Among the more interesting campus buildings the recently constructed Middle Earth student housing complex stands out. On a recent sunny morning the glass facades of the two towers were gleaming in the harsh light, offering tempting photographic possibilities when deep shadows precluded most toer subjects. I already had some good shots of the building itself, so equipped with a long telephoto lens I set out to isolate small sections among the windows to create semi-abstract patterns. Aiding this, the architect had incorporated playful diversity in the design: placing metal mesh screens above some windows; framing some with a yellow surround; and, unusual for a modern building allowing the windows to open, so according to random student preference some were open and some shut. Together with reflections of the sky and the opposite side of the facing tower this all made for some colorful compositions, that already were part way between recognizable reality and pure abstraction (two photos on the left below).

Because the photos were taken looking up at a slanted angle, vertical lines appeared as converging. To straighten them out, I used the ‘perspective’ tool in Photoshop. Normally this is applied in fine increments with careful judgement, but after an accidental jog of the mouse I discovered that the perspective could be completely flipped, with the image appearing to converge to a point, and then diverge on the far side of infinity! (third photo below). That was a neat and quite striking effect, but it left two black triangular segments on the sides. To fill in the blank spaces I took my second photo and applied the same treatment, but now on the horizontal rather than vertical axis (fourth photo below), and finally merged the  two to create my final composition.

The result, I think, is truly abstract; without knowing the origin it would be very hard to identify the initial subject. It might be viewed simply as a colorful, kaleidoscopic pattern, but I imagine walking down an endless corridor with floor to ceiling windows on each side and strange tracks running along the floor.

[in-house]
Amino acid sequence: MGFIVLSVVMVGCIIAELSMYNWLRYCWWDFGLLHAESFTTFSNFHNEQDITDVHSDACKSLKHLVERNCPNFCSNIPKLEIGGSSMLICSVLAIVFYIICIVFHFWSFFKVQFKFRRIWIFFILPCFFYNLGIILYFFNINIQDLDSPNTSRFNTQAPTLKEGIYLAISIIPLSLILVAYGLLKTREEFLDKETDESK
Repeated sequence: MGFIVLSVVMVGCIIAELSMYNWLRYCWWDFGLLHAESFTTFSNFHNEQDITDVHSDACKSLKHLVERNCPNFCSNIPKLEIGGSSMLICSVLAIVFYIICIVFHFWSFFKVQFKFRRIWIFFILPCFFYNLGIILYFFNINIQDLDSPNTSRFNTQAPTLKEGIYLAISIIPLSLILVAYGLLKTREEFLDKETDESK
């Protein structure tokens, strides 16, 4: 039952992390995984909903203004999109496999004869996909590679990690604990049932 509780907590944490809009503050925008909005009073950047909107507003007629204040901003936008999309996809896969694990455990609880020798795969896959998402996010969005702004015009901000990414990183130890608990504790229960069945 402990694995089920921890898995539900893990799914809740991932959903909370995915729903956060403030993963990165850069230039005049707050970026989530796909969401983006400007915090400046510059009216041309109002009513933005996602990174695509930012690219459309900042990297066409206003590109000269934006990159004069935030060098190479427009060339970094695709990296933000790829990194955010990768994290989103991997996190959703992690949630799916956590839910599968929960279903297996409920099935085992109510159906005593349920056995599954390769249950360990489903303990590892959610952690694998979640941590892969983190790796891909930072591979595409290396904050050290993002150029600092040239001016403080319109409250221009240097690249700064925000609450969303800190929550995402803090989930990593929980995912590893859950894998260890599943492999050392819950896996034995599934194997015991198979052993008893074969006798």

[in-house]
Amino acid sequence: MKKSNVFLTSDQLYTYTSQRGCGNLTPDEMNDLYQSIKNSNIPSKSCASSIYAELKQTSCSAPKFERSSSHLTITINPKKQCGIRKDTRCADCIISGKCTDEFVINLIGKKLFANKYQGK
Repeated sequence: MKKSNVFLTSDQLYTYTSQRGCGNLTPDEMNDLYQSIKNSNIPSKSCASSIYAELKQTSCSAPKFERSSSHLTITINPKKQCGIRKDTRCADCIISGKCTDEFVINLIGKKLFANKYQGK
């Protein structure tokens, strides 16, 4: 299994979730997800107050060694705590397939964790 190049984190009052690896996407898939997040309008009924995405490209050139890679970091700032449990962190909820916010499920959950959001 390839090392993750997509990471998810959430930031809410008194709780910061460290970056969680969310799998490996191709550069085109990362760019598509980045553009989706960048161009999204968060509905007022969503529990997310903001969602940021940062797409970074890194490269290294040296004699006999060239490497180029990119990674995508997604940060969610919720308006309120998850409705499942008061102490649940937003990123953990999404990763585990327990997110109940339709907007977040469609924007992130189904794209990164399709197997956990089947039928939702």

Bonus Photo

The same treatment applied to photos of the mirrored panels on the Social Science Stairway.


"Science Library fisheye with Milky Way"

Science Library, UCI

Trapped at home in self-imposed covid-19 lockdown I have given myself a photographic project.  We live on the Irvine campus of the University of California (UCI), and I am setting out to make a comprehensive architectural photo shoot of the campus buildings. UCI was founded just over 50 years ago, so all the buildings are relatively modern, but there is a wide range of styles from Pereira’s ‘brutalist’ original buildings to more recent post-modern extravaganzas. Perhaps the most interesting and unique building on campus is the Science Library: designed by the renowned British architect James Stirling this was completed in 1994, and its shape is reputed to have been inspired by the Starship Enterprise. Whether that is true or not, the building does have a curious layout, comprising an entryway between two tower blocks, a central, circular ‘drum’ around an open courtyard, and a terminal ‘bar’.